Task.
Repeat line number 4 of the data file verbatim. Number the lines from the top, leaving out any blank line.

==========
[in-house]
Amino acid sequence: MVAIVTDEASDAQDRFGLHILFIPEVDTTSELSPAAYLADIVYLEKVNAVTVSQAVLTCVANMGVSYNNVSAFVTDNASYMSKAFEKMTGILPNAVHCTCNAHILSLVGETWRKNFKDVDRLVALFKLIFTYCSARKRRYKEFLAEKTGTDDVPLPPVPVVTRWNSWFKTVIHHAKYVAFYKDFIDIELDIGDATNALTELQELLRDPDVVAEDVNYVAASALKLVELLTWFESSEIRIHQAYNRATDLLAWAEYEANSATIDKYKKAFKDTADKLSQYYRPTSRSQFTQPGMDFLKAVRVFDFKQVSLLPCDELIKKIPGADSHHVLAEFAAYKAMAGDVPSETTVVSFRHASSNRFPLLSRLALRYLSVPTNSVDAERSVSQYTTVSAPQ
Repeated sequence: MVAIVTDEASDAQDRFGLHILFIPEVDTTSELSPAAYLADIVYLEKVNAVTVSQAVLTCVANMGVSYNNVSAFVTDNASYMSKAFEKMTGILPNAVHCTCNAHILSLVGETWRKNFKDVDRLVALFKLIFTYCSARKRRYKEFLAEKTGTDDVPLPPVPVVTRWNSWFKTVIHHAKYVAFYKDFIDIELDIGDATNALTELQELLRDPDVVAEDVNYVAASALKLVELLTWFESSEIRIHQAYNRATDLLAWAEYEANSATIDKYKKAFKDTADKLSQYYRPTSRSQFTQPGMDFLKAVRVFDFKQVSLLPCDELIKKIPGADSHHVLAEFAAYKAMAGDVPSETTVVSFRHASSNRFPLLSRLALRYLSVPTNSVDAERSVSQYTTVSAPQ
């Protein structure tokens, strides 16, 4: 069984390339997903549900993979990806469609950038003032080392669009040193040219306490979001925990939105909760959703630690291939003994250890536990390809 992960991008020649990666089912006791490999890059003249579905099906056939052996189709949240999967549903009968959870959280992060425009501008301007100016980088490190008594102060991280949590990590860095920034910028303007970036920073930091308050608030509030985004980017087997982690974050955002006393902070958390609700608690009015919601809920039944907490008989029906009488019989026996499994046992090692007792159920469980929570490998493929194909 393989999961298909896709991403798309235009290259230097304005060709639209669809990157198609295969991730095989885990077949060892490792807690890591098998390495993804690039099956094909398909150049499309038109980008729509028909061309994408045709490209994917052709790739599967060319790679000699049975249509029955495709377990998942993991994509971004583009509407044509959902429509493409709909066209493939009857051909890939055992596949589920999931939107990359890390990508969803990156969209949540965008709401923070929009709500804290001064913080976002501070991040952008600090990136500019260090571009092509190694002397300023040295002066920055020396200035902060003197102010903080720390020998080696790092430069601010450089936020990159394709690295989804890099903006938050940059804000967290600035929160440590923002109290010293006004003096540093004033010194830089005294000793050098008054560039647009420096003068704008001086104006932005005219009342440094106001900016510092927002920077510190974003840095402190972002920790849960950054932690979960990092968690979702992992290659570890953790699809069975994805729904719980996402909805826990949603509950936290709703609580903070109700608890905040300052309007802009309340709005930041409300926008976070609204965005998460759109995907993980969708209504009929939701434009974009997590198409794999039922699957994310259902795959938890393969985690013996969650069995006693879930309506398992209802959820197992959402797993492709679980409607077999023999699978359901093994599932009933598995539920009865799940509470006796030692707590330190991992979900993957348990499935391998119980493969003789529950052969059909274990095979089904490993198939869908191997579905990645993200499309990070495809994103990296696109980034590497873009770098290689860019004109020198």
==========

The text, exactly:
């Protein structure tokens, strides 16, 4: 069984390339997903549900993979990806469609950038003032080392669009040193040219306490979001925990939105909760959703630690291939003994250890536990390809 992960991008020649990666089912006791490999890059003249579905099906056939052996189709949240999967549903009968959870959280992060425009501008301007100016980088490190008594102060991280949590990590860095920034910028303007970036920073930091308050608030509030985004980017087997982690974050955002006393902070958390609700608690009015919601809920039944907490008989029906009488019989026996499994046992090692007792159920469980929570490998493929194909 393989999961298909896709991403798309235009290259230097304005060709639209669809990157198609295969991730095989885990077949060892490792807690890591098998390495993804690039099956094909398909150049499309038109980008729509028909061309994408045709490209994917052709790739599967060319790679000699049975249509029955495709377990998942993991994509971004583009509407044509959902429509493409709909066209493939009857051909890939055992596949589920999931939107990359890390990508969803990156969209949540965008709401923070929009709500804290001064913080976002501070991040952008600090990136500019260090571009092509190694002397300023040295002066920055020396200035902060003197102010903080720390020998080696790092430069601010450089936020990159394709690295989804890099903006938050940059804000967290600035929160440590923002109290010293006004003096540093004033010194830089005294000793050098008054560039647009420096003068704008001086104006932005005219009342440094106001900016510092927002920077510190974003840095402190972002920790849960950054932690979960990092968690979702992992290659570890953790699809069975994805729904719980996402909805826990949603509950936290709703609580903070109700608890905040300052309007802009309340709005930041409300926008976070609204965005998460759109995907993980969708209504009929939701434009974009997590198409794999039922699957994310259902795959938890393969985690013996969650069995006693879930309506398992209802959820197992959402797993492709679980409607077999023999699978359901093994599932009933598995539920009865799940509470006796030692707590330190991992979900993957348990499935391998119980493969003789529950052969059909274990095979089904490993198939869908191997579905990645993200499309990070495809994103990296696109980034590497873009770098290689860019004109020198």